In 1943 Motherwell produced a series of dark, menacing works of torn and paint-stained paper in response to the wartime atmosphere. Surprise and Inspiration (Venice, Guggenheim), originally called Wounded Personage, equated the act of tearing with killing and the paint-soaked paper with bandages. These collages, which heralded his lifelong commitment to the medium, were presented as the focal point of his first one-man exhibition held in 1944 at Peggy Guggenheim’s Art of This Century Gallery, New York.
During the 1940s, like many of his colleagues in the New York School, Motherwell remained devoted to recognizable imagery, to the expressive potential of calligraphic marks and to subject-matter of a literary and of a political nature, as in Pancho Villa, Dead and Alive (gouache and oil with collage on cardboard, 1943; New York, MOMA). The abstract paintings for which he is best known, such as Elegy to the Spanish Republic XXXIV (1953–4; Buffalo, NY, Albright–Knox A.G.), one of a series of more than 140 large canvases initiated in 1949, expressed a nostalgia that he shared with many of his generation for the lost cause of the Spanish Civil War. The works in this series typically consist of black, organic ovals squeezed by stiff, vertical bars against a white ground, retaining the unpremeditated quality of an ink sketch even when enlarged to enormous dimensions, as in the much later Reconciliation Elegy . He conceived of the shapes as elements within an almost musical rhythm, rich in associations with archetypal imagery of figures or body parts but sufficiently generalized to convey a mood rather than a specific representation.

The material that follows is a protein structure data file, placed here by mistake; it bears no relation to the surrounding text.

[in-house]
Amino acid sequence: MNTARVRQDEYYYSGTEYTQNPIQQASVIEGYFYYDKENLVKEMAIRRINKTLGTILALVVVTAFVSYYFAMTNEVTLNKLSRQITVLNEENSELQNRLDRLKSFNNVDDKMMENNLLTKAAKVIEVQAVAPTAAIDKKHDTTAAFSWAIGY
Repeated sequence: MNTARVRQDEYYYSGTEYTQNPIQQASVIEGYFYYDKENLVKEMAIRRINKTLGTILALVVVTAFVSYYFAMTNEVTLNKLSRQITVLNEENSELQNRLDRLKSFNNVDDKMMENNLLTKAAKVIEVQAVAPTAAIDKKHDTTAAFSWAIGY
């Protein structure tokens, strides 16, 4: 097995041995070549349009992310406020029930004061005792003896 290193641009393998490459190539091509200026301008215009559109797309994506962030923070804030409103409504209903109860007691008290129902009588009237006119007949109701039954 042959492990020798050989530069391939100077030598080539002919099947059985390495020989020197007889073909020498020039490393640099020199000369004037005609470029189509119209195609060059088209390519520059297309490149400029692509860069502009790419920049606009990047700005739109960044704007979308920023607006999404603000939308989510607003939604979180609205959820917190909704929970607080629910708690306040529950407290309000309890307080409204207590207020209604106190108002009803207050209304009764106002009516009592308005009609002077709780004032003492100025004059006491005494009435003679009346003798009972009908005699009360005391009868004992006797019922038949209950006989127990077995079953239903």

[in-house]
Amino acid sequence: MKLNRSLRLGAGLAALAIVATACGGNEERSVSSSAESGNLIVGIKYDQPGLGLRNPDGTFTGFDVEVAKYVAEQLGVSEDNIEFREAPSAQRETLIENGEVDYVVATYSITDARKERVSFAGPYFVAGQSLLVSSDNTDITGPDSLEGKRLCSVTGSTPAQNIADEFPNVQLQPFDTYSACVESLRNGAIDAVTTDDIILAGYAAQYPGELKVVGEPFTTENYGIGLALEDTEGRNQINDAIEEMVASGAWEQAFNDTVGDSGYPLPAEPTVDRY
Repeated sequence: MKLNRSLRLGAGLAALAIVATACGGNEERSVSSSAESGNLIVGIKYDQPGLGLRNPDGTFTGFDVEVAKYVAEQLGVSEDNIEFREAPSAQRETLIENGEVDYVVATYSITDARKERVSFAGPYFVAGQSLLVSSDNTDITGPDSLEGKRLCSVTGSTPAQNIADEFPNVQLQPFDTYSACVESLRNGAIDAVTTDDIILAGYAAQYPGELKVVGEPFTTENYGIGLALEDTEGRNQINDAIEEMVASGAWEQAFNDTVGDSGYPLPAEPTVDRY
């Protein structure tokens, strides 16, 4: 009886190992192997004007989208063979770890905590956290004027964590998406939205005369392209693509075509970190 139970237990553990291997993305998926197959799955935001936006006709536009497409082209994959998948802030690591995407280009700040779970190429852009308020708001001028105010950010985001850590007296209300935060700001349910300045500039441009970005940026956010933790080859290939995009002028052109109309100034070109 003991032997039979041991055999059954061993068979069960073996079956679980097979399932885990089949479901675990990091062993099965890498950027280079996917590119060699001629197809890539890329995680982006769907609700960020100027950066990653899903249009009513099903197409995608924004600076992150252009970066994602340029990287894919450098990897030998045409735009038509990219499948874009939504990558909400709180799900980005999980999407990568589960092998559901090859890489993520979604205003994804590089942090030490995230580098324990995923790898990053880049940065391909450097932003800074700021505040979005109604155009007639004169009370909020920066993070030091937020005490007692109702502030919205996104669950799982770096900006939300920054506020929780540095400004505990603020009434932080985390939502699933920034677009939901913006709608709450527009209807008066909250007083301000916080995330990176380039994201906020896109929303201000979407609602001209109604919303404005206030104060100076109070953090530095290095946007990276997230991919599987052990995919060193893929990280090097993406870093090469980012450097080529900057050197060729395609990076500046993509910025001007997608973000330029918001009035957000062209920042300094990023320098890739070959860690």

During the late 1940s and 1950s Motherwell spent much of his time lecturing and teaching; he taught at Black Mountain College, NC, in 1950, and from 1951 to 1959 at Hunter College, New York. He also worked on three influential editorial projects: the Documents of Modern Art series, which he initiated in 1944 and which included his most important literary contribution to the history of modern art, The Dada Painters and Poets: An Anthology (New York, 1951); Possibilities magazine, from 1947; and Modern Artists in America (New York, 1951), which he co-authored with Ad Reinhardt.
By the time that he returned fully to his art in the late 1950s, Motherwell had developed various different series. The Elegies, severe in their concentration on black and white and in their ever-growing scale, were the vehicle of his most profound emotions, while the small oil paintings occasioned by the decay of his second marriage, the Je t’aime series of 1954–8 (e.g. Je t’aime IIA, 1955; New York, Grossman priv. col., see Sandler, 1970, p. 246), expressed more intimate and private feelings. His collages, which he began to reproduce also by lithographic means in the 1960s, began to incorporate material from his studio life, such as cigarette packets and labels from artists’ supplies, so as to become records of his daily experiences (e.g. Summer Lights Series published by Gemini GEL in 1973; see Arnason, 1982, pp. 203–6). The coastline near the artists’ colony of Provincetown, MA, where Motherwell began to spend his summers in 1962, inspired works such as Beside the Sea No. 5 (1962; artist’s col., see Sandler, 1970, p. 209), a series of 64 pictures in which he splashed oil paint against rag paper with the full force of his arm as a physical equivalent for the action of sea spray on the bulkhead in front of his studio.